What they didn’t tell you: (1) The whole point of Spectrasuite is to put the user in charge of the data collection. This totally open and transparent approach is in stark contrast to “user friendly” and “turn-key” instruments that dominate the lab scene. Those devices treat you like a dummy as some engineer has already made all of the critical decisions for you. In Spectrasuite you make the decisions. (2) As you make decisions, you see the effects in real time. Only when you are satisfied do you save data. (3) “Scope” mode is what you would see if you hooked up an oscilloscope to the detector on a turn-key black boxed instrument. Here we show you the actual signal, so you know whats really happening. (4) Most useful feature – and there are dozens to choose from – is the icon to capture the spectral data in the Windows clipboard. This gets wavelength vs amplitude for the active graph and any over-layed graphs. Then you can just paste them into EXCEL, if you want to process them further. (5) There are a wealth of other features and utilities. If yopu are not sure how to do something, give us a call for advice 727-230-1697.
Absorbance Measurements with Ocean Optics video Review: Good video to go over how to connect equipment and how to use the software.
What they didn't tell you: (1) They show an absorbance measurement of pure acetone in a 1 cm cuvette. This is hopelessly off scale, as the absorbance values are only quantitatively useful when they are between 0 and about 1. Above 1 the effects of stray light become increasingly large and in fact the acetone absorbance peak is simply truncated at a value of around 2. Instead, they should have used a much shorter pathlength cuvette, or they could have shown the absorbance of trace amounts of acetone in an otherwise transparent solvent such as water. (2) The used an empty cuvette as the blank, but that is quantitatively inaccurate. The "blank" or reference should be as optically as close as possible to the sample, so that absorbance is measured of just the species of interest. In the case the blank includes 4 air to quartz interfaces, while the sample had only 2 (an 2 quartz to acetone interfaces). The reflection at the interface scales to the difference in refractive index of the materials on each side, and air to quartz is much larger reflection that solvent to quartz. (3) They glossed over setting the boxcar and signal averaging values without explaining the logic. Signal to noise will increase by the square root of the number of photons sampled, and averaging across the spectra (box car) and through time (scans to average) will improve signal to noise. The drawback to signal averaging through time is waiting to get the sample. If you are patient and the sample is stable, more is better. Averaging across the spectra changes the optical resolution. Over-smoothing can lead to a blending data from adjacent absorbance peaks and systematic errors, but typically absorbance peaks in solutions are 100s of nm broad. You can increase the boxcar smoothing to match the true optical resolution (determined by the slit) without loosing information.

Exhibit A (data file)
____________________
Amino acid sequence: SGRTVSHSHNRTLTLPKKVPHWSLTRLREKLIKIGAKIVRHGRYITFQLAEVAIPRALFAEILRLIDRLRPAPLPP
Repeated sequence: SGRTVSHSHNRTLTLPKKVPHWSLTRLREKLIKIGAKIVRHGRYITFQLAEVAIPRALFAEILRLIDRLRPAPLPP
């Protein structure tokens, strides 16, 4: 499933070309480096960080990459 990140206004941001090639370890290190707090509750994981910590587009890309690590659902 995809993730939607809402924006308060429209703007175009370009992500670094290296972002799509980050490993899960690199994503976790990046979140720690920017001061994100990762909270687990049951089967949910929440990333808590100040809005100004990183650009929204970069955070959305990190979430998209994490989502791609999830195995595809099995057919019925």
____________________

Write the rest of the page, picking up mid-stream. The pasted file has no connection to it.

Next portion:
Color Measurement Basics with Ocean Optics video Review: Good for learning how to connect things and use the software.
What they didn't tell you: (1) The 2 degree and 10 degree observer refers to the angle illuminated by the object in a persons eye. Regular distance objects typically fill a 2 degree field of view, but objects up close can fill a 10 degree field of view. The distribution of rods and cones is not uniform, so in essence people perceive colors differently when they are close vs far. The choice in the software is used to pick from two standard CIE tables that accounts for this difference.The appropriate choice is up to you. What are they measuring and why? If you are not sure, pick 2 degrees.
LED Measurement with integrating sphere & Ocean Optics spectrometer video
Calibrating an Ocean Optics spectrometer & Integrating Sphere - Radiometry
Calibrating an Ocean Optics spectrometer and optical fiber, LS-1-CAL - Radiometry
Calibrating an Ocean Optics spectrometer and cosine corrector - Radiometery